Touchdown week

During my brief touchdown in the US I was kept quite busy on the preparation of the material for the next assignment, a just-in-time affair that would not have been possible if one of my young colleagues had not stepped in. I am very lucky to have all this young talent around me.

There is a proposal that needed attention and there was the tying up of loose ends from the Madagascar trip. But through all of this I was nevertheless able to enjoy the changed landscape around me: the trees are green again (they were bare when I left), the asparagus are out (eating asparagus for dinner several times a week), the peas are visible, the berry bushes are looking healthy and the apple and beach plum are gorgeous with their delicate blossoms.

I wrote my annual remembrance letter to B whose daughter, Sita’s best friend, died 16 years ago of an overdose. We planted the beach plum in her memory and called it Jennee’s tree.  The tree has shown staying power. It was uprooted when the new septic system went in; it was invaded several times by a destructive colony of tiny creatures, eating its leaves, and some of its limbs died. But it is thriving again and so we think about resilient Jennee in her second life as a tree.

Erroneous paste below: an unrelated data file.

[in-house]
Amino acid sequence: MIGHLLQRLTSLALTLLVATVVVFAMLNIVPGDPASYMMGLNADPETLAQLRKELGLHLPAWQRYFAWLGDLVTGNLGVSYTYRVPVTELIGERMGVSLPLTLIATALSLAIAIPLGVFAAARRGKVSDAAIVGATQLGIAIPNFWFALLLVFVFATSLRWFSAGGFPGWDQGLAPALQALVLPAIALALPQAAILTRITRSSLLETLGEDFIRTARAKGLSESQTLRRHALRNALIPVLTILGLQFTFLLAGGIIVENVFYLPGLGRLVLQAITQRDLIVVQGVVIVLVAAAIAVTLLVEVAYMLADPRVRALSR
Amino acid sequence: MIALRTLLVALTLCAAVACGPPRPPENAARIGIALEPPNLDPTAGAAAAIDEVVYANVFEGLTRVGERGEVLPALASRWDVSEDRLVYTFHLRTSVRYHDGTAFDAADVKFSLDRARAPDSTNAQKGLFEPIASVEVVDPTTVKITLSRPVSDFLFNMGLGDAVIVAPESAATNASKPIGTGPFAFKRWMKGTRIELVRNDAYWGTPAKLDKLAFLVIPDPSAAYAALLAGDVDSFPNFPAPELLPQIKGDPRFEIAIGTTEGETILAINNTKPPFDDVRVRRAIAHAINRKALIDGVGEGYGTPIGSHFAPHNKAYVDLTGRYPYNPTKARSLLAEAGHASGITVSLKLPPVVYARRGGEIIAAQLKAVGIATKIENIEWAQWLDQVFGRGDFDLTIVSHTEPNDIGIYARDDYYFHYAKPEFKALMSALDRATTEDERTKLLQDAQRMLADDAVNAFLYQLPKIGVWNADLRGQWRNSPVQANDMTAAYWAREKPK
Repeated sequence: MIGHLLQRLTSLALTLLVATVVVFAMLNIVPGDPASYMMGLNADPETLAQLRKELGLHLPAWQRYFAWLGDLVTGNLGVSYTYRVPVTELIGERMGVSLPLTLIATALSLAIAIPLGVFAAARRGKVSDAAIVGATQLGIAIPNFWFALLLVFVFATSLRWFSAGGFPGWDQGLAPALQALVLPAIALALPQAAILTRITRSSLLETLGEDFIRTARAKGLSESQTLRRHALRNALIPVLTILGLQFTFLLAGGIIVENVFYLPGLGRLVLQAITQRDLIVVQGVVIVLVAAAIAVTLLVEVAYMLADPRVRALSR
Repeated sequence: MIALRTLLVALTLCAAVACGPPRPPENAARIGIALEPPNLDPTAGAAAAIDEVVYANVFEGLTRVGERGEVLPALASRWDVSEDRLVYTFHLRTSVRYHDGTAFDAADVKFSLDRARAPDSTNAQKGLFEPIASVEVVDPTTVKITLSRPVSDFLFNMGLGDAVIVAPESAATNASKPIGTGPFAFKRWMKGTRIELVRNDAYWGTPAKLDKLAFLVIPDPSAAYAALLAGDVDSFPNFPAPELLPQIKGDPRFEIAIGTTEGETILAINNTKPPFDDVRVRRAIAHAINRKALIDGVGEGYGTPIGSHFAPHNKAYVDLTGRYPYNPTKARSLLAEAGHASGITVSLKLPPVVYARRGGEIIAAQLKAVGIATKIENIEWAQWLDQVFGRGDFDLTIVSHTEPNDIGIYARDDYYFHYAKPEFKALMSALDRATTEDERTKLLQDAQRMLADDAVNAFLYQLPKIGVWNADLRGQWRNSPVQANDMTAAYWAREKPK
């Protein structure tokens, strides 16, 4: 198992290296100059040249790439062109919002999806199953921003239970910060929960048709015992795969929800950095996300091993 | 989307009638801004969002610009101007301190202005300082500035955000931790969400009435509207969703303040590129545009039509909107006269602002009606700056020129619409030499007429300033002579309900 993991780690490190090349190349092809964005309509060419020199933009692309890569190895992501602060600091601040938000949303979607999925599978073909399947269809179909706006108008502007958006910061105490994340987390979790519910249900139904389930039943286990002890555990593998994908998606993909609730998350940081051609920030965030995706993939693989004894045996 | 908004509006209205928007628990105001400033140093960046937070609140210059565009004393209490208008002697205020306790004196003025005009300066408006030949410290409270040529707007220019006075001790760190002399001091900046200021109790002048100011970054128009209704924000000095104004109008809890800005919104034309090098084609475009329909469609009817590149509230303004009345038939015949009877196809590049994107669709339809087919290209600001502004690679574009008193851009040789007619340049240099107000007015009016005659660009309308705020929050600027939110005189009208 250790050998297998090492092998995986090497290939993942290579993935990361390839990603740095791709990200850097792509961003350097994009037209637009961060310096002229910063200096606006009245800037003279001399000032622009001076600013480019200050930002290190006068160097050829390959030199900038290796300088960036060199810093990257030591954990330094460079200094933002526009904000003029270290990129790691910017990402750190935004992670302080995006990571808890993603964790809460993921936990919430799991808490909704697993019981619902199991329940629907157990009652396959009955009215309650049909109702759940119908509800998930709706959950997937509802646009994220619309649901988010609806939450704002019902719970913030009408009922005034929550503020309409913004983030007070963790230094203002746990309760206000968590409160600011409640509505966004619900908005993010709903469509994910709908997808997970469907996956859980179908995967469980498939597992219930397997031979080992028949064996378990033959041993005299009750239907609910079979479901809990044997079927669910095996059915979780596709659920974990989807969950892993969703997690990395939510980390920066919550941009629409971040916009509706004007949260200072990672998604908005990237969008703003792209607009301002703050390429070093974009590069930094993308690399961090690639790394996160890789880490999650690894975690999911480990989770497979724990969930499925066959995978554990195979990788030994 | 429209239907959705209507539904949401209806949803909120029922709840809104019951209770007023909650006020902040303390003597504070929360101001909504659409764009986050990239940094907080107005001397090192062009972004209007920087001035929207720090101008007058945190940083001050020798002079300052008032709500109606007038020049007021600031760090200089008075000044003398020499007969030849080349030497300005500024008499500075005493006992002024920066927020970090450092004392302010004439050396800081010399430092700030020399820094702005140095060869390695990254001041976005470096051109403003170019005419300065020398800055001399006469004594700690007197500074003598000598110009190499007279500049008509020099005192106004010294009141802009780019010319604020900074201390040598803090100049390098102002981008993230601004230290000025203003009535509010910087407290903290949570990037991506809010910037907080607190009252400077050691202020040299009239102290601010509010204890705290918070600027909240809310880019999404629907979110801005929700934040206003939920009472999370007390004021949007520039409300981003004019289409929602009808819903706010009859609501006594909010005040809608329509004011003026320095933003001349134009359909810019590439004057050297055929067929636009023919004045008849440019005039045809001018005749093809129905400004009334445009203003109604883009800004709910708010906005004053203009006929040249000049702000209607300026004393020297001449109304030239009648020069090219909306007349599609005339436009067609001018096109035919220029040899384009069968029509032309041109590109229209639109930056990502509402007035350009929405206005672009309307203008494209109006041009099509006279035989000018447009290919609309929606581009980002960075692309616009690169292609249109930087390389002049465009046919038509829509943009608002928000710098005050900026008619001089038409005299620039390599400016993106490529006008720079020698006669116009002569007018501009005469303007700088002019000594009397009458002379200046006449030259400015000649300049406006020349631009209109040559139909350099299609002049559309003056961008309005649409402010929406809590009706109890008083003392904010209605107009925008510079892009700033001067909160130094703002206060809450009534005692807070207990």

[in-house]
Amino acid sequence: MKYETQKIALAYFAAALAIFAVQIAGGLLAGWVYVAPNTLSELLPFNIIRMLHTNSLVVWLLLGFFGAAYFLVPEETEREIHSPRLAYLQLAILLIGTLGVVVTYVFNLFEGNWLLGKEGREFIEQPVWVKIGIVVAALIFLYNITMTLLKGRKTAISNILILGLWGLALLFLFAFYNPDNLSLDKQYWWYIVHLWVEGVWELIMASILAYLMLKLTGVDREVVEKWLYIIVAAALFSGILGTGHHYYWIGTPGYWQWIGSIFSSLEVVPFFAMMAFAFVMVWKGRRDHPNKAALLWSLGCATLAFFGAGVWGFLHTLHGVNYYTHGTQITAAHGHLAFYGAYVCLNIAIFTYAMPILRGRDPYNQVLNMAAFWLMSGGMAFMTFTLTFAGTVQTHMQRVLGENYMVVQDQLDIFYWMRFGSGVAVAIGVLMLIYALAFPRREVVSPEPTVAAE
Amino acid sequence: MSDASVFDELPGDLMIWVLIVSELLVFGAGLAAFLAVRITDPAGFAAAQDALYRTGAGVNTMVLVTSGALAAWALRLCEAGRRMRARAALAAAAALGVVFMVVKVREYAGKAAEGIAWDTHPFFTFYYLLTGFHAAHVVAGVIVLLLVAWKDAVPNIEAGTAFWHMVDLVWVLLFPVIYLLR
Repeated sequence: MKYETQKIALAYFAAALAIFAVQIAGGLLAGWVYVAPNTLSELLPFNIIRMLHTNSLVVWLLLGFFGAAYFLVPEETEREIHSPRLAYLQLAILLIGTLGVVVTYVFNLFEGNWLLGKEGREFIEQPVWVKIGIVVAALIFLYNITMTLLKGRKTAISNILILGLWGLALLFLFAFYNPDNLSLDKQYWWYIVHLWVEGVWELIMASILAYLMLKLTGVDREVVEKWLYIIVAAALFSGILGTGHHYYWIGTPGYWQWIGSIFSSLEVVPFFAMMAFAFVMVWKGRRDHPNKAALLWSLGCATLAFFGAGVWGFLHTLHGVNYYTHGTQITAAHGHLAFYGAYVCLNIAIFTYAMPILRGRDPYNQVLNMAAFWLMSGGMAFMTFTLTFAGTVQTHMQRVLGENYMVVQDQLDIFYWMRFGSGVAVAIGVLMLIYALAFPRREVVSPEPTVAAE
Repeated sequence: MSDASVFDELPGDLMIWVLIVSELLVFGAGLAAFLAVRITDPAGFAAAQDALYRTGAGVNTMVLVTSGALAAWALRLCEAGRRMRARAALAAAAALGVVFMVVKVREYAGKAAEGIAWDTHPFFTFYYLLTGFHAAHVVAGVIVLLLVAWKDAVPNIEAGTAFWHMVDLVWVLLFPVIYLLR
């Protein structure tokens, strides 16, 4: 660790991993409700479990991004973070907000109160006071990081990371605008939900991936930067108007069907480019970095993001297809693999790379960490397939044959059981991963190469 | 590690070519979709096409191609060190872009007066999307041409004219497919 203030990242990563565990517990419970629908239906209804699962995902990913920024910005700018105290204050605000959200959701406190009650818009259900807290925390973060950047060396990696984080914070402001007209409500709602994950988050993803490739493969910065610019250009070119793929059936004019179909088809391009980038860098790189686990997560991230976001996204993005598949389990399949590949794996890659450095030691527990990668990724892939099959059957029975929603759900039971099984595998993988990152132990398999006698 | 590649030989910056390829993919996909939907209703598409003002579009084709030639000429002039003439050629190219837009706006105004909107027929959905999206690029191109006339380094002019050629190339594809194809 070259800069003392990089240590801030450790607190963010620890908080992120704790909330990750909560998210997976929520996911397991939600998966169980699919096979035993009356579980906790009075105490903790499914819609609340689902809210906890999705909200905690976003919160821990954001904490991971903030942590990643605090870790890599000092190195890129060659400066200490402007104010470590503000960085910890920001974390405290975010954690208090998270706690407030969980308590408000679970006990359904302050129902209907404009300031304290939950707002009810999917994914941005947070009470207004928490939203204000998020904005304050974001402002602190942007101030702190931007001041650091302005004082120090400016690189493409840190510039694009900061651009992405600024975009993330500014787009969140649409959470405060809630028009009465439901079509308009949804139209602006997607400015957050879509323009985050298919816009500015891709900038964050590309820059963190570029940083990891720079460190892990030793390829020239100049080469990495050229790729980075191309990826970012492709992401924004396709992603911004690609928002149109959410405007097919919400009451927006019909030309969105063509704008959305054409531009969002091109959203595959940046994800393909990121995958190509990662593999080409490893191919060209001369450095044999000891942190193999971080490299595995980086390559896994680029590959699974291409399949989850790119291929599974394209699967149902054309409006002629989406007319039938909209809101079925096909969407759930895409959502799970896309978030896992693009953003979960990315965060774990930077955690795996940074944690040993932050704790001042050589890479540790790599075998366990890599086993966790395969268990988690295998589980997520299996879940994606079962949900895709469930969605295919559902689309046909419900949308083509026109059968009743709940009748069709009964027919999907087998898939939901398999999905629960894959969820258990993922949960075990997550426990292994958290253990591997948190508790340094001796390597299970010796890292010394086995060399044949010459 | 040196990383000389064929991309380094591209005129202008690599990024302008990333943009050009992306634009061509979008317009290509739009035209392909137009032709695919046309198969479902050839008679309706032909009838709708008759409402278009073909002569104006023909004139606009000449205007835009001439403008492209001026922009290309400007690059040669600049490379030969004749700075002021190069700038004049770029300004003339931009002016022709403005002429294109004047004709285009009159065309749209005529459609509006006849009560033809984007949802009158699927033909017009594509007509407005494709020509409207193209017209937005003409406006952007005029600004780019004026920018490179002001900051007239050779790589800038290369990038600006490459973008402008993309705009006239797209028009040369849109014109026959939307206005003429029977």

We attended a lecture about ‘The House at Lobster Cove.’ A wonderful book that I could not put away. Although the title suggests the story of a house, it is actually the story of a very interesting man, George Nixon Black, who lived through some of America’s big upheavals at the turn of the 19/20th century. If anyone thinks we live in a time of great upheaval now, read some history books, especially of the 19th century. Americans burned Catholic churches, feathered and tarred people of the ‘wrong’ religion (priests) and agitated against the influx of Italians and Irish. This current preoccupation with foreigners and their religion is nothing new in America.

George Nixon Black commissioned his friend, the later famous architect Peabody, to design and build the house on Lobster Cove, named Kragsyde. Olmsted designed the landscape around the house. Axel’s grandfather, after whom he is named, was the gardener and is mentioned in the book. This is where Axel sr met Axel’s grandmother, who worked at the estate as a maid.

The house was an architectural masterpiece. Unfortunately it was taken down after Black died. There is no trace of it here at Lobster Cove anymore. But the speaker and her husband, as a young couple at the time, built an exact replica using the original plans on an island off the coast of Maine. It took them 20 years. We hope to visit it one day.kragsyde

And now the day of departure has arrived again. I am switching between playing with grandchildren and packing my suitcase, favoring the former. Sita had to work in Boston and brought the family to stay with us, a wonderful advance treat for Mother’s Day.

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May 2017
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